Tuesday, February 24, 2009

Le Nouvelle Frotiere, Le Coeur D'Une Generation

Record collecting is a funny thing. Terms and genres become coined ages after the records they describe were released. No black singers in Detroit in 1966 knew they were making "northern soul," just as none of the white kids a few miles away knew they were making "garage rock."

Trends come and go in record collecting. Suddenly one year, every gringo in the lower 48 wants "Latin Funk" records. After all the good funk records from 1968-72 are discovered, people suddenly are buying "bump/bus stop/hustle" records (personified by The Fatback Band and early Bohannon) or disco 12"s.

"Soft Psych" is another relatively recent term. It implies a distinction from classic psych bands like Syd Barrett era Pink Floyd or the 13th Floor Elevators. Soft Psych bands have the aesthetic and sonic signifiers of acid rock, but with the emphasis on vocal harmonies and without any aggression. Sonic cues are taken from the Byrds, the Zombies, and the Mamas and the Papas.

This style was very big in Quebec. This laid back interpretation of psych seemed a natural fit, especially when combined with traditional chanson balladry. Many older singers like Jean-Pierre Ferland or Les Classels were able to successfully apply bits and pieces of psych to their style. However, in this post I am not going to talk about stuff by cultural carpetbaggers hitching their wagon to the trends of the love generation, preferring instead to focus on some real deal hippies.

Le Nouvelle Frontiere were probably the first successful hippie group in Quebec. They were formed by Richard and Marie Séguin (twins, yo), who had been singing together as a folk duo (a style that seemed to be quite popular in Canada, from Luc and Lisa to Ian and Sylvie...), but decided they needed to plug in like Bobby Dylan and go electric. Their first LP sounds very much like they took a bunch of acoustic folk songs and slapped some electric arrangements on them. This is not a put down, but certainly by the cover of the record, one might expect a real freeform freakout of an LP, no?

Instead one gets mostly melancholy folk songs (including a Leonard Cohen cover) with fairly hip arrangements, but no acid rock to speak of. I recently burned this record for my Dad. Here is his review:

It’s the easy listening branch of folk-rock. Mom liked it too, but couldn’t believe you did. I pointed out to her that all you said was that I might like it, not that you liked it. The Cohen cover was actually one of my least favorite from the CD. I think his voice has a gravitas that goes well with the meaning of the lyrics and the cover is a little too light and airy for them. All that aside, we both liked it.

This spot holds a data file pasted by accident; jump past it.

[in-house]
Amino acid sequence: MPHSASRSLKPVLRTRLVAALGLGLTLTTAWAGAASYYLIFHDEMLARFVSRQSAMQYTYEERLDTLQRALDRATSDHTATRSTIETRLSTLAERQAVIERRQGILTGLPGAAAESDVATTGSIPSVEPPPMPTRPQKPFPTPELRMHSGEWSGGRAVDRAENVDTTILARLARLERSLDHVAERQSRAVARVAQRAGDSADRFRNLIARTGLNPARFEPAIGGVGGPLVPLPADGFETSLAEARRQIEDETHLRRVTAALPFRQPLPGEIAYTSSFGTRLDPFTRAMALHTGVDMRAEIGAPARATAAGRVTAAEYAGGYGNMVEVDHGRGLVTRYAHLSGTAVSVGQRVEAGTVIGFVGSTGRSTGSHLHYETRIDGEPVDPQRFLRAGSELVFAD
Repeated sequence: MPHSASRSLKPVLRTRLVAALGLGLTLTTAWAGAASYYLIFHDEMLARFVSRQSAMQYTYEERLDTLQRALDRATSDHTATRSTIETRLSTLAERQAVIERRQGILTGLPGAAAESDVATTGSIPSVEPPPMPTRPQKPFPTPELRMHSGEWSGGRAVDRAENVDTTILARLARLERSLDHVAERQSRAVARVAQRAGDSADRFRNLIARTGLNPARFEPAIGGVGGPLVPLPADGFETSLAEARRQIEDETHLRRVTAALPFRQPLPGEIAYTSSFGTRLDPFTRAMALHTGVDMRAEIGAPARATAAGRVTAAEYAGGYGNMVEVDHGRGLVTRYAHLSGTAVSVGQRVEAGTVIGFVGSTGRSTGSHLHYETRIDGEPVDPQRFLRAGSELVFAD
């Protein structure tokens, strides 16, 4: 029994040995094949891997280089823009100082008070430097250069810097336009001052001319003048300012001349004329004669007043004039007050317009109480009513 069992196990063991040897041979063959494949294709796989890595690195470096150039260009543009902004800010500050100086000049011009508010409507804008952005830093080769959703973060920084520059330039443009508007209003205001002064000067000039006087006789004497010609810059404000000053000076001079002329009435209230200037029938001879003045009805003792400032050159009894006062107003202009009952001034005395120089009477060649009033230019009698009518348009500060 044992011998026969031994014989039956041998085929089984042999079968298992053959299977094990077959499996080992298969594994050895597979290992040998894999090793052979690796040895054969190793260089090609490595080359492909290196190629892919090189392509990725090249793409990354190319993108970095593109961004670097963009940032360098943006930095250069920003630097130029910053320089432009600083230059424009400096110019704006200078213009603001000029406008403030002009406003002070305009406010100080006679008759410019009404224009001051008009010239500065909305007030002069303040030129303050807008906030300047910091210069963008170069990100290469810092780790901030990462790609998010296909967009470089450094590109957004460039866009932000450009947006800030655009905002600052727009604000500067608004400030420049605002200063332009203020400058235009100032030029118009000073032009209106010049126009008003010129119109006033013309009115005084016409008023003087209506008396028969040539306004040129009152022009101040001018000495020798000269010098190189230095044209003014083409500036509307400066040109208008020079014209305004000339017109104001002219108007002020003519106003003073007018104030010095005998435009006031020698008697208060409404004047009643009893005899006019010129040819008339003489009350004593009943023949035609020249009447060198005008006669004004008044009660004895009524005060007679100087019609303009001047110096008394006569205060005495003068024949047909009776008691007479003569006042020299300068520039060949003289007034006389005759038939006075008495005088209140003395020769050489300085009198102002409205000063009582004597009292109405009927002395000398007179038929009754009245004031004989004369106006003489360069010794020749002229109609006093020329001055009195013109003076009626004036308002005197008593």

Their second LP "L'Hymne aux Quenouilles" is not as consistent as their first record, but more successfully incorporates a rock ensemble feel into their folk songs. Confiture Bleue is currently my favorite track from this LP.

Le Coueur D'Une Generation have a similar sound and feel to Le Nouvelle Frontiere which led me to group them both into one post. However, I can turn up less information on them. They also recorded on the Gamma label. Unlike Le Nouvelle Frontiere they aren't composed of ex-folkies, but of ex-rockers, with former members of garage bands Les Aristos and Les Sultans making up their lineup. However, they still sound like a bunch of folkies posing as hippies.

Que J'Aime De T'Aimer- Le Nouvelle Frontiere

Confiture Bleue- Le Nouvelle Frontiere

A Toi Ton Nom- Le Coeur D'Une Generation

Friday, February 20, 2009

Le Publicite pt 2

Well, this has been an interesting week. Tete Carre got mentioned on the web page for Christiane Charette, who my friend Simon was nice enough to explain is a really big deal. Beats me, I don't even listen to American radio. But, a big hearty red blooded American "HELLO" to all my referred readers from the Great White Gallic north...

From what I can gather the point of interest of the show was that so much of the musical history of Quebec has been neglected and has languished without simple, proper reissues of classic records. Being a stereotypical record nerd who avoids CDs like the plague, I don't know a lot about that, but one can't help but notice the shoddy presentation value of much of the reissue CD's for Quebecois artists.

Many artists seem to not have classic albums available on CD in their original form, instead being represented by Best Of compilations, which omit beloved b-sides and album cuts. Very few Quebec artists have their discographies available in their entirety.

So, your average everyday Quebec music fan does not currently have access to many of the albums he grew up on, unless he's managed to hold on to all his old records. Apparently, at the end of the piece, it's mentioned that blogs are a great source of some of this out of print music. On the web page for the show, Tete Carre, along with mis amis off to the right in the "fellow travelers" section of my links are listed as resources. This is an amazing honor, and it blows me away to think that my outsider interest in Quebecois music gets noticed by national radio in Quebec.

So, with that out of the way, I had better put a post up quick so some of the people pouring in via the link have some reason to return to my knuckleheaded semi-ignorant corner of the Quebecois music blogging empire!